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Daily Winter Weather Report

Date: Thursday - January 20, 2011

Station Max Temp Min Temp Pres Temp New Snow Depth Sky Present Conditions
Canyon 21 -22 -20 T 39   Clear / Calm
East Entrance 25 -9 -1 .5 40   Clear / Calm
Grant Village 21 -15 -14 T 45   Clear / Calm
Lake 23 -11 -11 T 40   Clear / lite winds
Lamar 27 -18 -18 T 27 SC Calm
Madison 21 -21 -18 1 28   Clear / Calm
Mammoth 30 7 9 0 17   Clear
Old Faithful 26 -13 -5 T 30 SC Calm
Snake River 26 -14 -12 T 54   Clear / Calm
Tower 27 -10 -2 T 24 SC Calm
West Entrance 28 -21 -21 T 37   Clear / Calm
T=Trace / BC=Broken Clouds / OC=Overcast / SC=Scattered Clouds
All Temperatures are in °F ~ All Snow Depths are in Inches

* * * Road Conditions * * *
Road Section Status Conditions Public Access / Info
Gardiner to Mammoth YR Good STR
Mammoth to Tower YR Good STR
Tower to NE Entrance YR Good STR
Beartooth Highway CLOSED * CLOSED * CLOSED *
Canyon to Lake Open Fair Oversnow
Firehole Canyon Drive Open - Oversnow - Snowcoaches only in the morning
Grant to South Entrance Open Good Oversnow
Junction to Chief Joseph Hwy CLOSED * CLOSED * CLOSED *
Lake to East Entrance Open Fair / Poor Oversnow
Lake to West Thumb Open Fair Oversnow
Madison to Old Faithful Open Good Oversnow
Madison to West Yellowstone Open Good Oversnow
Mammoth to Norris Open Good Oversnow
Norris to Canyon Open Good Oversnow
Norris to Madison Open Good Oversnow
Old Faithful to Grant Open Good Oversnow

YR=Year Round / NR=No Restrictions / STA=Snow Tires Advised / STR=Snow Tires Required


# Poor road conditions - bare spots and melting snow - Restricted to Snowcoaches Only.

The park service plowing schedule for roads for the spring season.

******** FOR CURRENT ROAD INFORMATION PLEASE CALL 307-344-2117 ********


Yellowstone Seven Day Forecast on 20 January 2011
by the National Weather Service Riverton, WY

Today...Breezy. Partly cloudy in the morning...then mostly cloudy with a 20 percent chance of snow in the afternoon. Highs 16°F to 22°F. Southwest winds 15 to 20 mph in the late morning and afternoon.

Tonight...Breezy. Chance of snow in the evening...then snow likely after midnight. Snow accumulation of 1 to 3 inches. Lows 10°F to 16°F. Southwest winds 15 to 25 mph. Chance of snow 70 percent.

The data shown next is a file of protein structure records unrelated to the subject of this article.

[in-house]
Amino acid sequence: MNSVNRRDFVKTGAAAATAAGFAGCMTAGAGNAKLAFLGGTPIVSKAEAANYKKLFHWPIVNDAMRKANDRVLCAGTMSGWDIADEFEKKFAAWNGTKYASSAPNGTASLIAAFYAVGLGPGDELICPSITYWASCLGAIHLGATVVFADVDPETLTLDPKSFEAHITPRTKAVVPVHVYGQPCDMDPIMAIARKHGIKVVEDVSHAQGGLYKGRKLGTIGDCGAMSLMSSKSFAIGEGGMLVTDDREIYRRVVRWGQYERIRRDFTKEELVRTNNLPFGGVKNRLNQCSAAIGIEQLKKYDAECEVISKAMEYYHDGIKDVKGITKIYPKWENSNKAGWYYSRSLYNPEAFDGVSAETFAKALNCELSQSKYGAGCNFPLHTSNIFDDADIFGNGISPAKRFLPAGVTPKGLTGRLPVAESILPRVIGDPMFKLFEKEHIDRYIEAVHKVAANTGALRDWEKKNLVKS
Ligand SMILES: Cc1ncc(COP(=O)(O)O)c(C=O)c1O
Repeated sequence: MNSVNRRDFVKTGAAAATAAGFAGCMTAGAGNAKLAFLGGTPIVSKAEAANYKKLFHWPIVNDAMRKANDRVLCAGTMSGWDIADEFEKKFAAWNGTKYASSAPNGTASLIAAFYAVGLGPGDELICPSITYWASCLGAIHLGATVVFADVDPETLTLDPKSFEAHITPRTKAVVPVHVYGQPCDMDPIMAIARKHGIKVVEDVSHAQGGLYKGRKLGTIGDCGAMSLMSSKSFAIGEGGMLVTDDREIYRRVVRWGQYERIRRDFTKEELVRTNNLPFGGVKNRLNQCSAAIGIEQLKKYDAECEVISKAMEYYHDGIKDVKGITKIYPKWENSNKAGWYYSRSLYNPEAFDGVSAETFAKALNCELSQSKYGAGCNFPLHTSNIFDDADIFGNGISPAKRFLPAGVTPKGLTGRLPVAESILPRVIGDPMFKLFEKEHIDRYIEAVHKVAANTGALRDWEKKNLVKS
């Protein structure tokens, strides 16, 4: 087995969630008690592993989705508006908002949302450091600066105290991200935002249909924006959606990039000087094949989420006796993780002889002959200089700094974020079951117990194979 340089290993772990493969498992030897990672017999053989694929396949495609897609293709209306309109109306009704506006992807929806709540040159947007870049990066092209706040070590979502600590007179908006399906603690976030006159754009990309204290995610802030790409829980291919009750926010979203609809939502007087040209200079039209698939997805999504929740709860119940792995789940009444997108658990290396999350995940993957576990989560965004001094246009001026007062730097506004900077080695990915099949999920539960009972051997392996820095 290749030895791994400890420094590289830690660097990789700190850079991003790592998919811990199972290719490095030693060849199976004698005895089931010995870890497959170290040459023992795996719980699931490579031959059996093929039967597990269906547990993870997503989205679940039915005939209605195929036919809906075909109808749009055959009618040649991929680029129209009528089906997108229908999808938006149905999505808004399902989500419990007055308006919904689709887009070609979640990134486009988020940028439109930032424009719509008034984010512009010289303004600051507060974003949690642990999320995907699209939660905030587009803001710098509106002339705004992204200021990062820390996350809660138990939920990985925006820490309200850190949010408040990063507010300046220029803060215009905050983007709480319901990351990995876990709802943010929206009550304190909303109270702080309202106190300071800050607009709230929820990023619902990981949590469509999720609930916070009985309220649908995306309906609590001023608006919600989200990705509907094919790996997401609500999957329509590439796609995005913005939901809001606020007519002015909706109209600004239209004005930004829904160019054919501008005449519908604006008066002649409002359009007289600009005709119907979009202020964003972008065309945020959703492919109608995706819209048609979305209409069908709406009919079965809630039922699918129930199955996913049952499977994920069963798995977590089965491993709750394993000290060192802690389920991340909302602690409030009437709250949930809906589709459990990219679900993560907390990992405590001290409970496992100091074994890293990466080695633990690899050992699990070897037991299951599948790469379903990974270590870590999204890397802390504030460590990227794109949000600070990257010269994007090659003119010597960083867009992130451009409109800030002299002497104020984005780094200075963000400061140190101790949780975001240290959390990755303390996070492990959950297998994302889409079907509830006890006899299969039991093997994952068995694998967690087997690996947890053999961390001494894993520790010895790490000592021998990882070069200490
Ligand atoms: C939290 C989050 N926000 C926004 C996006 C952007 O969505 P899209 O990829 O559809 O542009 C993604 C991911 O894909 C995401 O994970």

Friday...Not as cold. Cloudy with a 50 percent chance of snow. Highs 25°F to 31°F. Southwest winds around 15 mph.

Friday Night...Snow. Snow accumulation of 2 to 5 inches. Lows 14°F to 20°F. Southwest winds around 15 mph. Chance of snow 90 percent.

Saturday...Snow likely. Snow accumulation of 2 to 3 inches. Total snow accumulation 4 to 8 inches. Highs 24°F to 30°F. West winds around 15 mph in the morning. Chance of snow 70 percent.

Saturday Night...Colder. Mostly cloudy in the evening then becoming partly cloudy. A 20 percent chance of snow. Lows 7°F to 13°F.

Sunday...Mostly cloudy. Slight chance of snow in the morning...then chance of snow in the afternoon. Highs 2°F1 to 27°F. Chance of snow 30 percent.

Sunday Night...Mostly cloudy with a 20 percent chance of snow. Lows 5°F to 11°F.

Monday...Mostly cloudy in the morning then becoming partly cloudy. A 20 percent chance of snow. Highs 23°F to 29°F.

Monday Night...Mostly cloudy in the evening then becoming partly cloudy. A 20 percent chance of snow. Lows 9°F to 15°F.

Tuesday...Partly cloudy with a 30 percent chance of snow. Highs 27°F to 33°F.

Tuesday Night...Mostly cloudy in the evening then becoming partly cloudy. A 30 percent chance of snow. Lows 10°F to 16°F.

Wednesday...Partly cloudy with a 20 percent chance of snow. Highs 26°F to 32°F.

Snowflake Hazardous Weather Snowflake Gibbon Falls Forecast Snowflake Mammoth Forecast Snowflake Midway Forecast Snowflake Norris Forecast Snowflake Old Faithful Forecast Snowflake

* * * Snow Depth Totals as reported at SNOTELs * * *